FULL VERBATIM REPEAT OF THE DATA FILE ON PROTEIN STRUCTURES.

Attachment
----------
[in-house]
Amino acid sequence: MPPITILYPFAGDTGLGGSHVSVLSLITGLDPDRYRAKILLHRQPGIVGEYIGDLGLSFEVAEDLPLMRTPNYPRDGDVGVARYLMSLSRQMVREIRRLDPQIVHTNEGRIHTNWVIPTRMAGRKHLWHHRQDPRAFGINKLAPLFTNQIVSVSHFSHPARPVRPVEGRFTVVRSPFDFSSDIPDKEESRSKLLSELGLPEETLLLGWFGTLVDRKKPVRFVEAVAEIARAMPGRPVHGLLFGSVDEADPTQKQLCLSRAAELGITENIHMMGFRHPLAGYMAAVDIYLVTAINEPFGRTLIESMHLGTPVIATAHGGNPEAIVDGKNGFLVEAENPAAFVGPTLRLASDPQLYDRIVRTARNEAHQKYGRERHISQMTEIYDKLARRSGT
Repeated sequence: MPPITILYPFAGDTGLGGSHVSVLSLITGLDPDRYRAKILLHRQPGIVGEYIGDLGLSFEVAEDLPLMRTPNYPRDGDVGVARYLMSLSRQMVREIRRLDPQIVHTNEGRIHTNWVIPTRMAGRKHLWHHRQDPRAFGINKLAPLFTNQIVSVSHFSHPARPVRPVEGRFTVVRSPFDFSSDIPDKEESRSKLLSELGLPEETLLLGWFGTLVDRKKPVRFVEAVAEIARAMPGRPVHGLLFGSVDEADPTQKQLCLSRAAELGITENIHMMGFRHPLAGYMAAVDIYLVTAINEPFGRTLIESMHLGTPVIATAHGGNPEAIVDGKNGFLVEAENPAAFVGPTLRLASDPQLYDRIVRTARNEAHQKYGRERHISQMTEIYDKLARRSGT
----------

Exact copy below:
[in-house]
Amino acid sequence: MPPITILYPFAGDTGLGGSHVSVLSLITGLDPDRYRAKILLHRQPGIVGEYIGDLGLSFEVAEDLPLMRTPNYPRDGDVGVARYLMSLSRQMVREIRRLDPQIVHTNEGRIHTNWVIPTRMAGRKHLWHHRQDPRAFGINKLAPLFTNQIVSVSHFSHPARPVRPVEGRFTVVRSPFDFSSDIPDKEESRSKLLSELGLPEETLLLGWFGTLVDRKKPVRFVEAVAEIARAMPGRPVHGLLFGSVDEADPTQKQLCLSRAAELGITENIHMMGFRHPLAGYMAAVDIYLVTAINEPFGRTLIESMHLGTPVIATAHGGNPEAIVDGKNGFLVEAENPAAFVGPTLRLASDPQLYDRIVRTARNEAHQKYGRERHISQMTEIYDKLARRSGT
Repeated sequence: MPPITILYPFAGDTGLGGSHVSVLSLITGLDPDRYRAKILLHRQPGIVGEYIGDLGLSFEVAEDLPLMRTPNYPRDGDVGVARYLMSLSRQMVREIRRLDPQIVHTNEGRIHTNWVIPTRMAGRKHLWHHRQDPRAFGINKLAPLFTNQIVSVSHFSHPARPVRPVEGRFTVVRSPFDFSSDIPDKEESRSKLLSELGLPEETLLLGWFGTLVDRKKPVRFVEAVAEIARAMPGRPVHGLLFGSVDEADPTQKQLCLSRAAELGITENIHMMGFRHPLAGYMAAVDIYLVTAINEPFGRTLIESMHLGTPVIATAHGGNPEAIVDGKNGFLVEAENPAAFVGPTLRLASDPQLYDRIVRTARNEAHQKYGRERHISQMTEIYDKLARRSGT